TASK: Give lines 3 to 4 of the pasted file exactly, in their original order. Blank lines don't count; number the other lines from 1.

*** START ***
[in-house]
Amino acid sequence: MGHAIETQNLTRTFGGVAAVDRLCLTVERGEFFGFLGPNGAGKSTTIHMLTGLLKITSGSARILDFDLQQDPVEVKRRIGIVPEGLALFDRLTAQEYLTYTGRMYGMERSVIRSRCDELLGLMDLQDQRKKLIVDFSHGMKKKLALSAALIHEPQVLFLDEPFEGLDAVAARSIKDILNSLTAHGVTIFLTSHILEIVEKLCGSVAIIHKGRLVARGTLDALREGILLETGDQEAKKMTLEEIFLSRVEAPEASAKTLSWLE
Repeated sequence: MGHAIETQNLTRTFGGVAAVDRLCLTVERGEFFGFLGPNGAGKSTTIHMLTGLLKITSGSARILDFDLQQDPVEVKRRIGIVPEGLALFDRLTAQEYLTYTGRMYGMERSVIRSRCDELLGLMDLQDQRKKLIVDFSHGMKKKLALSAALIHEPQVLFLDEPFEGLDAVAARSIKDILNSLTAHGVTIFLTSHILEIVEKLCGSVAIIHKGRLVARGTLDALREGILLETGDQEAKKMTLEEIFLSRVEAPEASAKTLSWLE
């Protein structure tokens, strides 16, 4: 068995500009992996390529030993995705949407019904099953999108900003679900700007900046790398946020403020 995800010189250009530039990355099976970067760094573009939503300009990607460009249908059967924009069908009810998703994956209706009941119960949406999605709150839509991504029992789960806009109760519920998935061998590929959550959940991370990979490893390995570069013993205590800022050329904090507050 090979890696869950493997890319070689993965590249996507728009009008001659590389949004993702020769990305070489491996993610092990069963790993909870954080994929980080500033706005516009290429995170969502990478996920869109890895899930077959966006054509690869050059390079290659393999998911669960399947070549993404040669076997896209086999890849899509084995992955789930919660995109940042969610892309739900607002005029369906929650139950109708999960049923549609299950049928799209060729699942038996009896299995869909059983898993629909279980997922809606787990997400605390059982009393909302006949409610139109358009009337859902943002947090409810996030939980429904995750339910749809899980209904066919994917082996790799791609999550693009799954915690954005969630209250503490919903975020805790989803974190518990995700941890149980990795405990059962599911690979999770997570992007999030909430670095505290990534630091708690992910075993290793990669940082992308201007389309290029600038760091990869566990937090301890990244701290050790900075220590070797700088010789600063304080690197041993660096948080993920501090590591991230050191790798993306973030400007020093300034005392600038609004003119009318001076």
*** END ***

Repeated sequence: MGHAIETQNLTRTFGGVAAVDRLCLTVERGEFFGFLGPNGAGKSTTIHMLTGLLKITSGSARILDFDLQQDPVEVKRRIGIVPEGLALFDRLTAQEYLTYTGRMYGMERSVIRSRCDELLGLMDLQDQRKKLIVDFSHGMKKKLALSAALIHEPQVLFLDEPFEGLDAVAARSIKDILNSLTAHGVTIFLTSHILEIVEKLCGSVAIIHKGRLVARGTLDALREGILLETGDQEAKKMTLEEIFLSRVEAPEASAKTLSWLE
């Protein structure tokens, strides 16, 4: 068995500009992996390529030993995705949407019904099953999108900003679900700007900046790398946020403020 995800010189250009530039990355099976970067760094573009939503300009990607460009249908059967924009069908009810998703994956209706009941119960949406999605709150839509991504029992789960806009109760519920998935061998590929959550959940991370990979490893390995570069013993205590800022050329904090507050 090979890696869950493997890319070689993965590249996507728009009008001659590389949004993702020769990305070489491996993610092990069963790993909870954080994929980080500033706005516009290429995170969502990478996920869109890895899930077959966006054509690869050059390079290659393999998911669960399947070549993404040669076997896209086999890849899509084995992955789930919660995109940042969610892309739900607002005029369906929650139950109708999960049923549609299950049928799209060729699942038996009896299995869909059983898993629909279980997922809606787990997400605390059982009393909302006949409610139109358009009337859902943002947090409810996030939980429904995750339910749809899980209904066919994917082996790799791609999550693009799954915690954005969630209250503490919903975020805790989803974190518990995700941890149980990795405990059962599911690979999770997570992007999030909430670095505290990534630091708690992910075993290793990669940082992308201007389309290029600038760091990869566990937090301890990244701290050790900075220590070797700088010789600063304080690197041993660096948080993920501090590591991230050191790798993306973030400007020093300034005392600038609004003119009318001076």